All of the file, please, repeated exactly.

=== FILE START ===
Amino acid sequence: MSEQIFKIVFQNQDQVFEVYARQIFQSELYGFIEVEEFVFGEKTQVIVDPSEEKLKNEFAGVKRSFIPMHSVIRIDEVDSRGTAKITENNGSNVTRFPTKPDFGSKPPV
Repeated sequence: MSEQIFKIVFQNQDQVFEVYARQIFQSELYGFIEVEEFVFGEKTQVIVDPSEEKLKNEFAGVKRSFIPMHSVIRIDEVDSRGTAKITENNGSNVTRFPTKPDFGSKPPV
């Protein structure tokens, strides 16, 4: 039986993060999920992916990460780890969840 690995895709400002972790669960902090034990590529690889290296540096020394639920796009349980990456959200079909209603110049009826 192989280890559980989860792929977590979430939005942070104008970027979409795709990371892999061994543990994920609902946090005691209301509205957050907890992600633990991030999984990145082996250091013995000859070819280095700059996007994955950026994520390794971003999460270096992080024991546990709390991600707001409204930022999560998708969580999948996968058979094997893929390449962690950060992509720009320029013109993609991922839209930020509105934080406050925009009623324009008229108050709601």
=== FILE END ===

Amino acid sequence: MSEQIFKIVFQNQDQVFEVYARQIFQSELYGFIEVEEFVFGEKTQVIVDPSEEKLKNEFAGVKRSFIPMHSVIRIDEVDSRGTAKITENNGSNVTRFPTKPDFGSKPPV
Repeated sequence: MSEQIFKIVFQNQDQVFEVYARQIFQSELYGFIEVEEFVFGEKTQVIVDPSEEKLKNEFAGVKRSFIPMHSVIRIDEVDSRGTAKITENNGSNVTRFPTKPDFGSKPPV
């Protein structure tokens, strides 16, 4: 039986993060999920992916990460780890969840 690995895709400002972790669960902090034990590529690889290296540096020394639920796009349980990456959200079909209603110049009826 192989280890559980989860792929977590979430939005942070104008970027979409795709990371892999061994543990994920609902946090005691209301509205957050907890992600633990991030999984990145082996250091013995000859070819280095700059996007994955950026994520390794971003999460270096992080024991546990709390991600707001409204930022999560998708969580999948996968058979094997893929390449962690950060992509720009320029013109993609991922839209930020509105934080406050925009009623324009008229108050709601």